Aid Packages Powers Day of Huge Gains
As if to prove Tuesday’s mammoth gains were no fluke, stock markets in Toronto piled up another session of substantially higher prices, warming to the idea of financial rescue packages to fight the coronavirus pandemic.
The TSX Composite Index leaped 568.15 points, or 4.5%, to close Wednesday‘s session at 13,139.23
The Canadian dollar sprang up 1.17 cents at 70.41 cents U.S.
Utilities proved the main beneficiaries of all this buying, as Transalta advanced $1.20, or 20.2%, to $7.14, while Altagas copped gains of $2.11, or 19.4%, to $13.00.
Among real-estate stocks, Artis REIT jumped $1.65, or 27.3%, to $7.70, while Dream Office REIT units gained $3.89, or 22.9%, to $20.90.
In the consumer discretionary category, MTY Food Group hiked $5.26, or 26.8%, to $24.99, while Great Canadian Gaming climbed $3.66, or 18.7% to $23.27.
The TSX Venture Exchange hiked 14.92 points, or 3.9%, to 395.67.
All TSX subgroups were in the plus column, with utilities jumping 13.5%, real-estate hiking 11.5%, and consumer discretionary stocks popping 10.3%.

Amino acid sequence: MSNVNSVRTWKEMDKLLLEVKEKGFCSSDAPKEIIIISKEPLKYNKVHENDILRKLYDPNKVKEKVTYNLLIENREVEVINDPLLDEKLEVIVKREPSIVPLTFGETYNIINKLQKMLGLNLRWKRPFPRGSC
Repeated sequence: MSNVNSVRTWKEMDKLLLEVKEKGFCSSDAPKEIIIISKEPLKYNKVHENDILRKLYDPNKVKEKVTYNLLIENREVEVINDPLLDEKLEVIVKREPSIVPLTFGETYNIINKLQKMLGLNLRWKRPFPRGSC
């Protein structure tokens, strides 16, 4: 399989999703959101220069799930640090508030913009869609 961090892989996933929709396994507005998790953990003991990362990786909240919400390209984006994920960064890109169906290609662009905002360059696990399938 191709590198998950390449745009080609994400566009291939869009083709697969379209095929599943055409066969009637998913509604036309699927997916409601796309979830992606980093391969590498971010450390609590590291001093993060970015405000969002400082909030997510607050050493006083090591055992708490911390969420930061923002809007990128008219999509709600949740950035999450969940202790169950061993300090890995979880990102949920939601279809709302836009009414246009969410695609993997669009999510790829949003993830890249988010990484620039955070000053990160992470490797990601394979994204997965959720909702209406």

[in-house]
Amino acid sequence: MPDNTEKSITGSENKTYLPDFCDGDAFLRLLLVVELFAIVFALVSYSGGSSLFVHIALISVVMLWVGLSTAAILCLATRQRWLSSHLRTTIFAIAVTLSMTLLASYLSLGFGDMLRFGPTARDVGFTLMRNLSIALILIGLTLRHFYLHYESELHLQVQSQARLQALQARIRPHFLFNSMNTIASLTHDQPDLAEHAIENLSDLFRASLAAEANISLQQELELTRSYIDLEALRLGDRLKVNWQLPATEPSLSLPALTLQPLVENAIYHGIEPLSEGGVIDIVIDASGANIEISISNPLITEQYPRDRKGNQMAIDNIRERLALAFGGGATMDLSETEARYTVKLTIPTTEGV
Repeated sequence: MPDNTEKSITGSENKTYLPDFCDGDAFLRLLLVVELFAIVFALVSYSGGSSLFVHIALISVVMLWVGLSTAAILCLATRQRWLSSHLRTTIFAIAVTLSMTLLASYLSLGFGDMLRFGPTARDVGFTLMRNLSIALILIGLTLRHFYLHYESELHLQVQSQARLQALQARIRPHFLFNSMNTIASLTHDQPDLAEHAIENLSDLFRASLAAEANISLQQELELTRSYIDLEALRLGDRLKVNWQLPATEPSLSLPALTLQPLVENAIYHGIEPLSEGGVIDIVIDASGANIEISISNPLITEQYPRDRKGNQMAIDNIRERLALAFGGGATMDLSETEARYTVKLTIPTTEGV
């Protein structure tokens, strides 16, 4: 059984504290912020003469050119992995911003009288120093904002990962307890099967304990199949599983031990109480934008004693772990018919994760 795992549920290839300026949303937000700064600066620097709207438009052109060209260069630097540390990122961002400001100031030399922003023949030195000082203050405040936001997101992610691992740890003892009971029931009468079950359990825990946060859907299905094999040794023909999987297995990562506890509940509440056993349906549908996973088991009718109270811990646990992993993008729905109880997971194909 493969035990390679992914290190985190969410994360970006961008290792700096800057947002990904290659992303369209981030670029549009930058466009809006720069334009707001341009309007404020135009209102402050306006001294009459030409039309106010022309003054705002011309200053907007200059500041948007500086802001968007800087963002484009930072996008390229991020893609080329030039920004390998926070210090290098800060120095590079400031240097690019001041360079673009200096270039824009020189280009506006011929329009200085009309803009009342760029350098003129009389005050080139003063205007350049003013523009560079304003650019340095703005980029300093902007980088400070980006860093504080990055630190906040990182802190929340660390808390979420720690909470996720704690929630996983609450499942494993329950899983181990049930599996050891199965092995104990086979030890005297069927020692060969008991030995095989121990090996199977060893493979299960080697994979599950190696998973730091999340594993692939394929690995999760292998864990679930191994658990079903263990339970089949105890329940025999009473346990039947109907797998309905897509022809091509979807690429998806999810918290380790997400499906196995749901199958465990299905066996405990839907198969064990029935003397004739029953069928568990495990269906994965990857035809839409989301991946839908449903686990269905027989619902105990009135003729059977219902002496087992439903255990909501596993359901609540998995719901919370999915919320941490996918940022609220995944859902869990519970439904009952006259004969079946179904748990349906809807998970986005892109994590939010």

The Dow Jones Industrial Average jumped more than 13% in two days as a coronavirus stimulus deal was agreed upon by Congress. Positive comments from New York Gov. Andrew Cuomo and a former Federal Reserve chief also lifted equities.
The 30-stock index heightened 495.64 points, or 2.4%, to 21,200.55
The broader S&P 500 gained 28.23 points, or 1.2%, to 2,475.56. Wednesday marked the first time since February the Dow and S&P 500 closed higher in back-to-back sessions. Boeing shares rallied 24% to lead the Dow higher. A 9.2% gain in Nike also boosted the Dow.
Stocks came off their highs in the final minutes of trading after Sen. Bernie Sanders said he was prepared to "put a hold on this bill until stronger conditions are imposed on the $500 billion corporate welfare fund." At its session high, the Dow was up more than 6% while the S&P 500 gained as much as 5.1%.
The NASDAQ finished a topsy-turvy session down 33.56 points to 7,384.29, as Facebook, Amazon, Apple, Netflix and Google-parent Alphabet all closed lower.
White House and Senate leaders agreed to a massive $2-trillion coronavirus stimulus bill in the middle of the night.
Former Federal Reserve Chairman Ben Bernanke also said Wednesday the U.S. economy will experience a quick rebound after a “very sharp” recession.
Prices for the 10-Year U.S. Treasury lost ground, raising yields to 0.85% from Tuesday’s 0.84%. Treasury prices and yields move in opposite directions.
Oil prices improved 52 cents to $24.53 U.S. a barrel. Gold prices slumped $22.90 to $1,634.30 U.S. an ounce.